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Wednesday, September 21, 2016

Vaping Science: FBI Less Accurate?

While many in our vaping community lament the government nonsense involved with FDA "regulation" sometimes its important to put all things government related in perspective.

Take, for example, this report: "REPORT TO THE PRESIDENT Forensic Science in Criminal Courts: Ensuring Scientific Validity of Feature-Comparison Methods."

It's purpose is laudable: "... to strengthen the scientific underpinnings of the forensic disciplines, as well as on actions that could be taken by the Attorney General and the judiciary to promote the more rigorous use of these disciplines in the courtroom."

However, a bit of reading make one a bit queazy: "... to help close these gaps for a number of forensic “feature-comparison” methods—specifically, methods for comparing DNA samples, bitemarks, latent fingerprints, firearm marks, footwear, and hair...".

Close the gaps?

Gee, if I listen to what's said on TV, take Nancy Grace or CSI as an example, why courtrooms practically bloom with science on a daily basis...

(Er, well, maybe not...  Nancy Grace was convinced that poor old Casey Anthony was a horrific child murderer.  Oh the horror!  Casey was the subject of some of my blog posts about "circumstantial evidence."  Casey was acquitted and, at least according to her, her attorney and jurors, quite reasonably so...  Various rambling posts cover much of what's wrong with the legal system...)

If we move along to page #16 we see an indication of a gap: "... the Department of Justice (DOJ) and FBI undertook an unprecedented review of testimony in more than 3,000 criminal cases involving microscopic hair analysis. Their initial results, released in 2015, showed that FBI examiners had provided scientifically invalid testimony in more than 95 percent of cases where that testimony was used to inculpate a defendant at trial."

FBI examiners provided scientifically invalid testimony...

In 95 percent of the cases.

Hmmm, sounding a bit more like the vaping situation with the FDA.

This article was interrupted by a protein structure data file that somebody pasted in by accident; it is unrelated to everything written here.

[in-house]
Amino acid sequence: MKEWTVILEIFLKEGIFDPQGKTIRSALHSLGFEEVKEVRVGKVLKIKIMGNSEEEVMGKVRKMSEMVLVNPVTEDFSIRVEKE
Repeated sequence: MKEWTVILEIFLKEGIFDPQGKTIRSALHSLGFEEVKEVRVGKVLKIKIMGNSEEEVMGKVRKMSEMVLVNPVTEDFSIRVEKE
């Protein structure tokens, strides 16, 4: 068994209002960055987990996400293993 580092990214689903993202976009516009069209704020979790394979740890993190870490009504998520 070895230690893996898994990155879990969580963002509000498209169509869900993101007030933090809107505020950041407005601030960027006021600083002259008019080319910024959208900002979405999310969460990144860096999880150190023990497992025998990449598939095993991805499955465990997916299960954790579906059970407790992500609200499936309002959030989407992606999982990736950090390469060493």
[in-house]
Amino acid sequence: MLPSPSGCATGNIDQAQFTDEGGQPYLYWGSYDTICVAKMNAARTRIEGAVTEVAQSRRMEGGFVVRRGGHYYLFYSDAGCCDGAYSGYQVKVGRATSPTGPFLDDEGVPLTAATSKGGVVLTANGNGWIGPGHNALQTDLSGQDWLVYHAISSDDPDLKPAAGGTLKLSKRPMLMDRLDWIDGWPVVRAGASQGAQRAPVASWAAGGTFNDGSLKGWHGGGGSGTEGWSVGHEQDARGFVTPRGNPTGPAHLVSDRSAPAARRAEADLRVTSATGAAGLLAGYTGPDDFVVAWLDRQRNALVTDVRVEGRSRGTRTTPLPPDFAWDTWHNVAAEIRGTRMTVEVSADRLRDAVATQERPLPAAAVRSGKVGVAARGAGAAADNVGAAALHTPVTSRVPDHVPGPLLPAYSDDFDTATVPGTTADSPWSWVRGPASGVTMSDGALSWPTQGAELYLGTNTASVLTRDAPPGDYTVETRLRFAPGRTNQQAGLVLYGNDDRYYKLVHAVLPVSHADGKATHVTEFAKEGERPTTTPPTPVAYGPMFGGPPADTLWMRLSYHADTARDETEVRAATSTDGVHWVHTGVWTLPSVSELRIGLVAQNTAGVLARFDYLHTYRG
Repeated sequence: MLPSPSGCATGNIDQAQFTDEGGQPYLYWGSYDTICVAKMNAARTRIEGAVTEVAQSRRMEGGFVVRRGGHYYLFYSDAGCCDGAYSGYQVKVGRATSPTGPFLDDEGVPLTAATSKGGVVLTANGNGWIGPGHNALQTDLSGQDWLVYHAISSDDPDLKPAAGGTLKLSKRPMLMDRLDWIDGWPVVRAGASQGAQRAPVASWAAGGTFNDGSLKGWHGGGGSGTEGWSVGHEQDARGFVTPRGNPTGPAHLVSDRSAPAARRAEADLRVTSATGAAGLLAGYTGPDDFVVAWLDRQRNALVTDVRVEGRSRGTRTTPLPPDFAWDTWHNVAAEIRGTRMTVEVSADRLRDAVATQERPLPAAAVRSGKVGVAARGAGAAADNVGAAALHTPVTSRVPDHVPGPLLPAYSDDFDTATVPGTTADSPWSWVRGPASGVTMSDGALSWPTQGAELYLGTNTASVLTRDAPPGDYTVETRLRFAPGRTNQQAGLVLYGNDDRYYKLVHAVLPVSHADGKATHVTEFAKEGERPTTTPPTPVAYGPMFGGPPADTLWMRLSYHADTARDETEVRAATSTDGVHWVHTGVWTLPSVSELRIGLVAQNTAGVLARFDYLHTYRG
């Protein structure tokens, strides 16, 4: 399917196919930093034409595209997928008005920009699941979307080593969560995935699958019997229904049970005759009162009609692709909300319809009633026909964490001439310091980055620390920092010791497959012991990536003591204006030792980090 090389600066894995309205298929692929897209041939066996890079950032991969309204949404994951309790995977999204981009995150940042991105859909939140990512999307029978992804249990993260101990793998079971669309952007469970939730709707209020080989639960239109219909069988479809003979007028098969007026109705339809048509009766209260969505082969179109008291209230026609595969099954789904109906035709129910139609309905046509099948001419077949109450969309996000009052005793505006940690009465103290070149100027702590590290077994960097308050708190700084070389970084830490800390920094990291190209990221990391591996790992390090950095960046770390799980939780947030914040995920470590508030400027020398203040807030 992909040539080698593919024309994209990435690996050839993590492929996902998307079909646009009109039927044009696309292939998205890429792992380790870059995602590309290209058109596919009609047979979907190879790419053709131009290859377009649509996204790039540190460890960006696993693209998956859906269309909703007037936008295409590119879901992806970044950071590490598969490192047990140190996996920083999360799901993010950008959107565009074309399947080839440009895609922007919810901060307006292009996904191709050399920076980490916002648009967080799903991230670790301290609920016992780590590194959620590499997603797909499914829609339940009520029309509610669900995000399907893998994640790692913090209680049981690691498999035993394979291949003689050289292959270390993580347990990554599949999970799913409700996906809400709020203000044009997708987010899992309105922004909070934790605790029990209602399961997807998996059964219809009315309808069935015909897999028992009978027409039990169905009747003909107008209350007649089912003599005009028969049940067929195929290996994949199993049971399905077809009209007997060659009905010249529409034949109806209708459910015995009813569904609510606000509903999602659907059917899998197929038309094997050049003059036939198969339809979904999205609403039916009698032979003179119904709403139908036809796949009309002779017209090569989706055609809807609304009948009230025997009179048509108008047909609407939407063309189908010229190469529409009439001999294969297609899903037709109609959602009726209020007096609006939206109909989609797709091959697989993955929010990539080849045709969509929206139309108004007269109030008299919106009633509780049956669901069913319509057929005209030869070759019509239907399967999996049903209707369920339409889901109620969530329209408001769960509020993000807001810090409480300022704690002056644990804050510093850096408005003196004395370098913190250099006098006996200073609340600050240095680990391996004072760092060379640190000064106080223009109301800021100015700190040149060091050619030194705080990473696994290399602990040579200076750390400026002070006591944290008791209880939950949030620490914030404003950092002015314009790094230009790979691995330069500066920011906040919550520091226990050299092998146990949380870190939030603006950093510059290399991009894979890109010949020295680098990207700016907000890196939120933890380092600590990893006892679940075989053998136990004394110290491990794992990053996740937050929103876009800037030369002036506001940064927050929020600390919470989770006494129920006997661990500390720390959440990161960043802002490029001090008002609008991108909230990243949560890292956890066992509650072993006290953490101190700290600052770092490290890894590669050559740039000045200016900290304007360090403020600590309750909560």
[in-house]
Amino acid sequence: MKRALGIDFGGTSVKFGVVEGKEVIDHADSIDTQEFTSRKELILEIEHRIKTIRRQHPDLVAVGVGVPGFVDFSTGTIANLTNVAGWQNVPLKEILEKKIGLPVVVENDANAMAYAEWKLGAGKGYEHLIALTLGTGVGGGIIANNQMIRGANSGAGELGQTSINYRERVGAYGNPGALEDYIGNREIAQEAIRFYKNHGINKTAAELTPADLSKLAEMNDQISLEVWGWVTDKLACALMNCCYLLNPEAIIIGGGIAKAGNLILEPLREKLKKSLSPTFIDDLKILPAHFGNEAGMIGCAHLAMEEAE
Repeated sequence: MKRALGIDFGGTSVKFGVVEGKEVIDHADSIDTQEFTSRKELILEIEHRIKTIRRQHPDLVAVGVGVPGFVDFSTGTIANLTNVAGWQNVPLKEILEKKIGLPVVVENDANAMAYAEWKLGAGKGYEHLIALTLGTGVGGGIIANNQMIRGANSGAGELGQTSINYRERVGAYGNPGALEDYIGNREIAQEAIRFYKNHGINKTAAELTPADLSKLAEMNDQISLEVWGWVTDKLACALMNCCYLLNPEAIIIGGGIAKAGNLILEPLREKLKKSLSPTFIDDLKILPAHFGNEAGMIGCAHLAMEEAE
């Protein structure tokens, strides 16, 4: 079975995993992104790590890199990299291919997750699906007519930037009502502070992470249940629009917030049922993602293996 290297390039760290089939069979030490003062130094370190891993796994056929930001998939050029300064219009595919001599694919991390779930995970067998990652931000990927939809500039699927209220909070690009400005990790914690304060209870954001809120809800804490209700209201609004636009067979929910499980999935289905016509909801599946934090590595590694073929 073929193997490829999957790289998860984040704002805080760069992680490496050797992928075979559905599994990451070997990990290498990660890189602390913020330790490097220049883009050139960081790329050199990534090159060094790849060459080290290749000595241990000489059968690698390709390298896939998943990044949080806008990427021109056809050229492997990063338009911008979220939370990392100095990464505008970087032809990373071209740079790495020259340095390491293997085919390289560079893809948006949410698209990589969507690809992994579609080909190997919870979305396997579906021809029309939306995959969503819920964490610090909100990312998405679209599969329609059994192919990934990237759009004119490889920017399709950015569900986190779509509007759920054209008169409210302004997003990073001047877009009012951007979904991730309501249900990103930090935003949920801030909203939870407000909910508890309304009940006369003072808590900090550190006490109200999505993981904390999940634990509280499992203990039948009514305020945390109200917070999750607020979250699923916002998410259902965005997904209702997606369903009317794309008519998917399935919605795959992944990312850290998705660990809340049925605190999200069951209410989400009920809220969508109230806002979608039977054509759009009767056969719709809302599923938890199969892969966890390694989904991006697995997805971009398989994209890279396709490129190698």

The bottom line: The FBI said the bite marks match so everyone believes it - even when much of the time not only do they NOT match but there is no scientific basis what-so-ever for the bite mark conclusions given in court.

Now, believe it or not, people actually are put in prison by this criminal stuff.  We, the vapers, are merely deprived of our Constitutional rights to manage our own well being.

Again: FBI examiners provided scientifically invalid testimony.

(You can read on - you will mostly find that human error makes all of the various investigative techniques less accurate than they are represented at trial.  Significantly so, apparently.  But on to the point of this post.)

Perhaps we are looking to government for the wrong thing.

If the FBI cannot accurately do simple things like match hair how can we expect the FDA to more complex things like figure out if peoples live are being saved?

Seems like the FBI would be able to accurately complete an FDA PMTA.

(One also images that this will affect minorities disproportionally as certain minorities are overrepresented in the present judicial system (fuel for the "social justice" fire I am afraid).)

All in all its not just the vaper's getting the short end of the stick...

Perhaps we need to think about our total reliance on "daddy gub'ment" to save us.

Monday, September 19, 2016

Antibiotics - A Scourge on Children

About six years ago I wrote about how antibiotics are in fact a scourge on humanity (see this link).

Recently I found this article "Early infancy microbial and metabolic alterations affect risk of childhood asthma."